The euro area’s economy has proven resilient to the Omicron variant of the coronavirus and the persistent supply chain disruptions late last year, despite divisions in the region speeding up. grew faster in France, Spain and Italy than the traditional European economic engine, Germany.
Gross domestic product, the broadest measure of economic output, grew by 0.3% in the final quarter of 2021 from the previous three-month period, Eurostat, Europe’s statistics agency, reported on Wednesday. Two. That’s a slower pace than in previous quarters of 2021, but evidence that the continent’s economy is learning to cope with the pandemic.
“The fact that GDP continues to grow is a sign of the strength of the economy,” said Bert Colijn, chief economist at ING.
When compared with the same period last year, the euro area – the 19 countries that use the euro – grew by 4.6%, Eurostat said.
With its export-oriented economy and large manufacturing sector, Germany feels the power of its global supply chain is more congested than many of its neighbours. The country’s economy contracted 0.7 percent in the final months of 2021 and ended the year with an annual growth rate of 2.8 percent. The French economy grew 0.7 percent in the final quarter and 7% for the year.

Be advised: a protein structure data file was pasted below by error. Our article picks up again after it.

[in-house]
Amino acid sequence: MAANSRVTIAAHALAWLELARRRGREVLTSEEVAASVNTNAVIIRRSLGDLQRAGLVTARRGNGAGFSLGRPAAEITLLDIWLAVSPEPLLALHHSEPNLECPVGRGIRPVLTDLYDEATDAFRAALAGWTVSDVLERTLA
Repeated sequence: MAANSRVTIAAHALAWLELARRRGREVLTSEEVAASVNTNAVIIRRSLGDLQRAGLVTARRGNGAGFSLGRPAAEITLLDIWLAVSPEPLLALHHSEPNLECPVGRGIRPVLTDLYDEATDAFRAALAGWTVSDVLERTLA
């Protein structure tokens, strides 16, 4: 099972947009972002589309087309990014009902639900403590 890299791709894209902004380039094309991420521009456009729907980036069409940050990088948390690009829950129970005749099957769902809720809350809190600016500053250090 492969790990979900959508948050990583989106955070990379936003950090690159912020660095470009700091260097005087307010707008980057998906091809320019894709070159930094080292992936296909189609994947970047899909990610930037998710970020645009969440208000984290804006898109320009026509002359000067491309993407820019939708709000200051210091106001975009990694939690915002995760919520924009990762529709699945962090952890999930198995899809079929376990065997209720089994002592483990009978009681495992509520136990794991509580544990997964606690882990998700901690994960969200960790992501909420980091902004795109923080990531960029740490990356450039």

Economists expect growth across Europe to return to pre-pandemic levels earlier this year, but at a rate that varies from country to country. Many factors will play a part in the speed of recovery, including pandemic restrictions and countries’ dependence on manufacturing, which remains hampered by supply contingencies.
In general, Europe recovers more slowly USA, where the economy last year grew at its fastest pace since 1984, although inflation is tapering a recovery and people remain cautious about the coronavirus. The US economy expands 1.7% for the last three months of 2021 and 5.7% for the full year.
https://www.nytimes.com/2022/01/31/business/europe-economy-omicron.html European economy shows resilience to storm Omicron